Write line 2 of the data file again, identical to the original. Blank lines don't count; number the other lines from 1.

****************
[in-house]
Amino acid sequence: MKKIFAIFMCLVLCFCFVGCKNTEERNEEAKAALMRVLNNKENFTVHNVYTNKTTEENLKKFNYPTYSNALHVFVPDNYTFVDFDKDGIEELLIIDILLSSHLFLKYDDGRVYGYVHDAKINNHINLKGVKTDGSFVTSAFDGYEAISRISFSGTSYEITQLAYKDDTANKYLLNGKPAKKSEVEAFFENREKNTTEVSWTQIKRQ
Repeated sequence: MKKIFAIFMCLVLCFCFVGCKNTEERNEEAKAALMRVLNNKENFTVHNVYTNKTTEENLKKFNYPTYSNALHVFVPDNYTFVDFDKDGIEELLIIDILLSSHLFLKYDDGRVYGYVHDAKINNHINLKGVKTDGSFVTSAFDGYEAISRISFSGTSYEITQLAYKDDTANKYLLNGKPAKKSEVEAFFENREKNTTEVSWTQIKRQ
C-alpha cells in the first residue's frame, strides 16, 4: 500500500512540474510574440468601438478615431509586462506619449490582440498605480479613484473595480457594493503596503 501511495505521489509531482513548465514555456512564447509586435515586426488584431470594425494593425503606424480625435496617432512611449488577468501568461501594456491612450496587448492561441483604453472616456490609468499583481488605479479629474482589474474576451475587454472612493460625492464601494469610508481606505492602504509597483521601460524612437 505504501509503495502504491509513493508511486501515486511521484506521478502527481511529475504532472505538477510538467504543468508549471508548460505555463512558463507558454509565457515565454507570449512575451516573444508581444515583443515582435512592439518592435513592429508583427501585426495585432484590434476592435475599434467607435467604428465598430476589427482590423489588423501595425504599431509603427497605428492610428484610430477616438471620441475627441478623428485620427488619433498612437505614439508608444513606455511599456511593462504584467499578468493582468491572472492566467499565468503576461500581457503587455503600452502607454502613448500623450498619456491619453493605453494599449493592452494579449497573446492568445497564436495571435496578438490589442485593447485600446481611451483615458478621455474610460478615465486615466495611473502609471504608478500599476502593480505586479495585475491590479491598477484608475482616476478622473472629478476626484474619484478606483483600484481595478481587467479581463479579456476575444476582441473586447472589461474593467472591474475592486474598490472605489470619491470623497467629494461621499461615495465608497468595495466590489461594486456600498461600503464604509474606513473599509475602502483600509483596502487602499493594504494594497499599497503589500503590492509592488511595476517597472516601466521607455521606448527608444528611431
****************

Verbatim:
Amino acid sequence: MKKIFAIFMCLVLCFCFVGCKNTEERNEEAKAALMRVLNNKENFTVHNVYTNKTTEENLKKFNYPTYSNALHVFVPDNYTFVDFDKDGIEELLIIDILLSSHLFLKYDDGRVYGYVHDAKINNHINLKGVKTDGSFVTSAFDGYEAISRISFSGTSYEITQLAYKDDTANKYLLNGKPAKKSEVEAFFENREKNTTEVSWTQIKRQ